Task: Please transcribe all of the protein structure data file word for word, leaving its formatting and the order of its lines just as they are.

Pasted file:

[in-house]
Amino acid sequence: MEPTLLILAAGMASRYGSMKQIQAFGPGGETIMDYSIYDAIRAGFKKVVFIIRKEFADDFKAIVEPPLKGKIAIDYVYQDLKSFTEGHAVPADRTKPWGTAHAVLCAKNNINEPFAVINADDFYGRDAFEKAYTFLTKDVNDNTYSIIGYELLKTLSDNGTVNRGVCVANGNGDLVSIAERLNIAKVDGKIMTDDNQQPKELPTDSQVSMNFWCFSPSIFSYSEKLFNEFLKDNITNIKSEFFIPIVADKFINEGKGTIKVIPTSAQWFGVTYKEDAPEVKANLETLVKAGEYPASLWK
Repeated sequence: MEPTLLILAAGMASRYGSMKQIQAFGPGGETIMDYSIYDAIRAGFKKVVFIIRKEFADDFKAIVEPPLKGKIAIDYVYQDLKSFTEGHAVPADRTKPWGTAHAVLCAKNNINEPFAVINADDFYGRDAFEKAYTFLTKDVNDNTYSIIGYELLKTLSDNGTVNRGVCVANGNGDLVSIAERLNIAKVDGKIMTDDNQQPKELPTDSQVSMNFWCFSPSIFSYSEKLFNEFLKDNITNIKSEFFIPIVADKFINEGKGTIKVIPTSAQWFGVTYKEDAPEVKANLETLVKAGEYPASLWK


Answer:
[in-house]
Amino acid sequence: MEPTLLILAAGMASRYGSMKQIQAFGPGGETIMDYSIYDAIRAGFKKVVFIIRKEFADDFKAIVEPPLKGKIAIDYVYQDLKSFTEGHAVPADRTKPWGTAHAVLCAKNNINEPFAVINADDFYGRDAFEKAYTFLTKDVNDNTYSIIGYELLKTLSDNGTVNRGVCVANGNGDLVSIAERLNIAKVDGKIMTDDNQQPKELPTDSQVSMNFWCFSPSIFSYSEKLFNEFLKDNITNIKSEFFIPIVADKFINEGKGTIKVIPTSAQWFGVTYKEDAPEVKANLETLVKAGEYPASLWK
Repeated sequence: MEPTLLILAAGMASRYGSMKQIQAFGPGGETIMDYSIYDAIRAGFKKVVFIIRKEFADDFKAIVEPPLKGKIAIDYVYQDLKSFTEGHAVPADRTKPWGTAHAVLCAKNNINEPFAVINADDFYGRDAFEKAYTFLTKDVNDNTYSIIGYELLKTLSDNGTVNRGVCVANGNGDLVSIAERLNIAKVDGKIMTDDNQQPKELPTDSQVSMNFWCFSPSIFSYSEKLFNEFLKDNITNIKSEFFIPIVADKFINEGKGTIKVIPTSAQWFGVTYKEDAPEVKANLETLVKAGEYPASLWK